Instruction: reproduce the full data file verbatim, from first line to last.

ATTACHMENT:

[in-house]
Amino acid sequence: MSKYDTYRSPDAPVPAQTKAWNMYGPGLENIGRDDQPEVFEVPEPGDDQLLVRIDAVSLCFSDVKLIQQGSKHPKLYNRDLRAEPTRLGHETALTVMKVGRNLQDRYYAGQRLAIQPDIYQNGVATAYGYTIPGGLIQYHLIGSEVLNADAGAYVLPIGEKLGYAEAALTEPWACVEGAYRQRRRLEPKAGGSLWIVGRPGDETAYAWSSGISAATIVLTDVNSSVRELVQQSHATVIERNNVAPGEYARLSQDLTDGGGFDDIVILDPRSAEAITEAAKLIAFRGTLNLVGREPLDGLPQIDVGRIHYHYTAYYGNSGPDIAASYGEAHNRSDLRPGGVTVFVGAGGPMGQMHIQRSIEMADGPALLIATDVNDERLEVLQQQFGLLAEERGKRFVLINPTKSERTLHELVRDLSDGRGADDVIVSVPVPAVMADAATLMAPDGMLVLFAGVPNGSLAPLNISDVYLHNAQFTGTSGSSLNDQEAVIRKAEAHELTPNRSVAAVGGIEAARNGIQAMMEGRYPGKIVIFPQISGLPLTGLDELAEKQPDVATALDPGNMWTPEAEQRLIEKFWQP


[in-house]
Amino acid sequence: MSKYDTYRSPDAPVPAQTKAWNMYGPGLENIGRDDQPEVFEVPEPGDDQLLVRIDAVSLCFSDVKLIQQGSKHPKLYNRDLRAEPTRLGHETALTVMKVGRNLQDRYYAGQRLAIQPDIYQNGVATAYGYTIPGGLIQYHLIGSEVLNADAGAYVLPIGEKLGYAEAALTEPWACVEGAYRQRRRLEPKAGGSLWIVGRPGDETAYAWSSGISAATIVLTDVNSSVRELVQQSHATVIERNNVAPGEYARLSQDLTDGGGFDDIVILDPRSAEAITEAAKLIAFRGTLNLVGREPLDGLPQIDVGRIHYHYTAYYGNSGPDIAASYGEAHNRSDLRPGGVTVFVGAGGPMGQMHIQRSIEMADGPALLIATDVNDERLEVLQQQFGLLAEERGKRFVLINPTKSERTLHELVRDLSDGRGADDVIVSVPVPAVMADAATLMAPDGMLVLFAGVPNGSLAPLNISDVYLHNAQFTGTSGSSLNDQEAVIRKAEAHELTPNRSVAAVGGIEAARNGIQAMMEGRYPGKIVIFPQISGLPLTGLDELAEKQPDVATALDPGNMWTPEAEQRLIEKFWQP